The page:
I initially joined the Meetups with a view to writing my stories in prose but have found that the stimulus provided by the discussions and my recent reading of Kim Rosen’s book, Saved by a Poem: The Transformative Power of Words, has led me to write several poems about my health story and the process of the Meetups. Kim’s identification of the transformative elements of a poem continues to provide a pathway for my poetic expression. I used her elements to analyse a poem I had written called For the Love of Tennis that enabled me to express my gratitude for being able to continue to play tennis despite a diagnosis of “multiple-level spinal degeneration”.
Following a recent Meetup, I unearthed my feelings about my chronic condition of food sensitivity/allergy resulting from Long Covid-induced Mast Cell Activation Syndrome. I was surprised about the intensity of my feelings of frustration and alienation that I had not previously given voice to. The poem, The Inflammatory Thread in My Life, provided a creative outlet and release for emotions I had kept “under wraps” and not expressed to anyone, including myself.
In a previous post, I shared a poem, Compassionate Listening, that I wrote following a Creative Meetup where the stimulus input included an excerpt from Joni Mitchell’s performance of Both Sides Now at the 2024 Grammy Awards. To me the poem reflects the stance of participants of the Creative Meetup in being able to engage in deep listening, provide active support of the storyteller and reflect back not only the feelings expressed but also the intensity of those feelings.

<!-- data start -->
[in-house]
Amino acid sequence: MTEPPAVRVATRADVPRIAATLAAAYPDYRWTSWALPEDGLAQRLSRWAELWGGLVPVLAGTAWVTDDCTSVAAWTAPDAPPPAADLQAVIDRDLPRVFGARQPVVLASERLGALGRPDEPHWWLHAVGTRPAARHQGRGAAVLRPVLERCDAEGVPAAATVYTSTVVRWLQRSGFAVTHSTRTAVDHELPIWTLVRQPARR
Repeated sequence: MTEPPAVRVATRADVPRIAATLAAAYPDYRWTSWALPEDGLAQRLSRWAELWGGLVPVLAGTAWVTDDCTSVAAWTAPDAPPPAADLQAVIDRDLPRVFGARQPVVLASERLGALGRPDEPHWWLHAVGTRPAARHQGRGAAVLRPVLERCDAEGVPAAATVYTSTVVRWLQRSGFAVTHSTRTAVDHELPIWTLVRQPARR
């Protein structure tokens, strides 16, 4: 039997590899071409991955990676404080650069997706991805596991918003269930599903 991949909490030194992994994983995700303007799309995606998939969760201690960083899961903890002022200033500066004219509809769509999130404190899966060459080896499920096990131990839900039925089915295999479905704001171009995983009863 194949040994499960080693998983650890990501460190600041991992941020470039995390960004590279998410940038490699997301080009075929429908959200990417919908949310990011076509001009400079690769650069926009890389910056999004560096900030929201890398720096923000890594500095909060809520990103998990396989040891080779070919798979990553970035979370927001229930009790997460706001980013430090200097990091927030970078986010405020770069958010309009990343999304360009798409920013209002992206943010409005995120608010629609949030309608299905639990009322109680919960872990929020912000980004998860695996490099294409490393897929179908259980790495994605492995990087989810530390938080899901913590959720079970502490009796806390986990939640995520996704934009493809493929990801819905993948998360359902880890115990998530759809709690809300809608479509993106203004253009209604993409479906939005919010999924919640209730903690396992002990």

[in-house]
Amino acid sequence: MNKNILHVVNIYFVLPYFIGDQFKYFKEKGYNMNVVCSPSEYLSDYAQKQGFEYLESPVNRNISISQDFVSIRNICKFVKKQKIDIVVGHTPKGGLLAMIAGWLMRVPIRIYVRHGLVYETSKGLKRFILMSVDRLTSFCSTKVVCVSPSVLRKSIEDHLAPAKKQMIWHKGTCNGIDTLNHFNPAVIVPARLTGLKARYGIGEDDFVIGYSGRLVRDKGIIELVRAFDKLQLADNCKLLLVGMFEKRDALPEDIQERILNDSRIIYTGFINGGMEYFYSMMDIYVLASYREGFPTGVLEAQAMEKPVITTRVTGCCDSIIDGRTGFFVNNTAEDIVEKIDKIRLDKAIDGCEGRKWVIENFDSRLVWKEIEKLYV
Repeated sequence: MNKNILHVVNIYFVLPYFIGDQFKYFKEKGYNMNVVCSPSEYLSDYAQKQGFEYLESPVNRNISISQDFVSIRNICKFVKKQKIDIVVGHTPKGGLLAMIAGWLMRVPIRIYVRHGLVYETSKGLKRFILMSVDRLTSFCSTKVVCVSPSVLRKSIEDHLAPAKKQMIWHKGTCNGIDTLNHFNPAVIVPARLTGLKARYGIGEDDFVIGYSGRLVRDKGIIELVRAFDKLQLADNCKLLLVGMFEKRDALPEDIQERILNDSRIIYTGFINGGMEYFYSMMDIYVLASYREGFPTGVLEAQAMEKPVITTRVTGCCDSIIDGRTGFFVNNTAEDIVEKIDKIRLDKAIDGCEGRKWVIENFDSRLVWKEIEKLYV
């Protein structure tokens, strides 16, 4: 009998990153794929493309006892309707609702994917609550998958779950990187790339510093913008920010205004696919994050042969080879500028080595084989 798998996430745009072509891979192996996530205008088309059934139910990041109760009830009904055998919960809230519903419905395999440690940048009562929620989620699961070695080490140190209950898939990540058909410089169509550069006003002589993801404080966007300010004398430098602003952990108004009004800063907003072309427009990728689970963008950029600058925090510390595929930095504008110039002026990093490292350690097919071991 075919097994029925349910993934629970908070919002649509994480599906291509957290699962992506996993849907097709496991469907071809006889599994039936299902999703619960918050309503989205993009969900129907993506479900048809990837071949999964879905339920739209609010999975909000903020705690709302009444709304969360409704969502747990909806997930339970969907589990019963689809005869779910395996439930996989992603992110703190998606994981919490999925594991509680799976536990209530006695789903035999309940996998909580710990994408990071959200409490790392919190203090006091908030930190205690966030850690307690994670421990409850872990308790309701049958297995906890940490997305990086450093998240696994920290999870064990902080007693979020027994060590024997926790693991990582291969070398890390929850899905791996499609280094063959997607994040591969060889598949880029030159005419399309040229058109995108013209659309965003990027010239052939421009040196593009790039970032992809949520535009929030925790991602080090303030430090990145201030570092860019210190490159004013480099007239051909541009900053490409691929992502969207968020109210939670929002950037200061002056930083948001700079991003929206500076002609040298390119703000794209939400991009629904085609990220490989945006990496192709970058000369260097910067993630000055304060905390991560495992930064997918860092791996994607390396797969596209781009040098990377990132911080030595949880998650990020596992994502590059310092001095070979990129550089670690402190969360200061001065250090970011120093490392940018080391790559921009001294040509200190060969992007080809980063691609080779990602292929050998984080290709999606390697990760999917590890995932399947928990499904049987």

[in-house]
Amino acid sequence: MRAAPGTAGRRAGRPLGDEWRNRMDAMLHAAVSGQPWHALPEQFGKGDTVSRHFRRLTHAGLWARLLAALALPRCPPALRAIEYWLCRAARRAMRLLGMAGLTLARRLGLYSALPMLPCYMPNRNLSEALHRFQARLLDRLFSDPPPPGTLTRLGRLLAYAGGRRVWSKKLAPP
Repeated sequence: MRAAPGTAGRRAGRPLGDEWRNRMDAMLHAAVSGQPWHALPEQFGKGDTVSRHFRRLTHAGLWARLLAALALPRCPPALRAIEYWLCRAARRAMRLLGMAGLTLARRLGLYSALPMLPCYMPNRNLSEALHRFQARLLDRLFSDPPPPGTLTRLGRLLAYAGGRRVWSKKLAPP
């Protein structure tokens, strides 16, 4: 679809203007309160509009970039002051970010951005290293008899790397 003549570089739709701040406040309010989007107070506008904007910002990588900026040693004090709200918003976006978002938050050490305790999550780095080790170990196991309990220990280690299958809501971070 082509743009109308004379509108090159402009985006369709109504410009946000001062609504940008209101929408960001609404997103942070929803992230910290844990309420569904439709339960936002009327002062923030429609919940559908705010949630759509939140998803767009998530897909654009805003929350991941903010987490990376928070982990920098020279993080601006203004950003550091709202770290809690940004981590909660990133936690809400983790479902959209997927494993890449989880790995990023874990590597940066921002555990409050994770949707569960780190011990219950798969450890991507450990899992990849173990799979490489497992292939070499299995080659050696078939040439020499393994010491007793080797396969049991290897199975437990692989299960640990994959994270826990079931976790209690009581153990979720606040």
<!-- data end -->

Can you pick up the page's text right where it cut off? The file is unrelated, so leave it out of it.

Compassionate listening strongly reflects the ethos of HSC where Healing Story Principals (such as Micheal Bischoff) sought to support people “to tell and listen to stories in ways that are healing, connected and empowering”. The support and connection underpinning Creative Meetups and action learning promote health and healing.
Reflecting on the process of Creative Meetups and my long-standing experience with action learning in multiple contexts, I was inspired to write the following poem:
Where is “There”?
When you share your innermost secrets
and I say, “I’ve been there!”,
where is “there”?
It’s not where you have been
with your unique experience and perception.
I’m not inside you looking out,
I’m outside you looking in.
It’s like the glimpse of the Bay
that I get from my back deck.
It’s not the Bay!
It’s only a tiny window
on a complex ecosystem.
By Ron Passfield – Copyright (Creative Commons license, Attribution–Non Commercial–No Derivatives)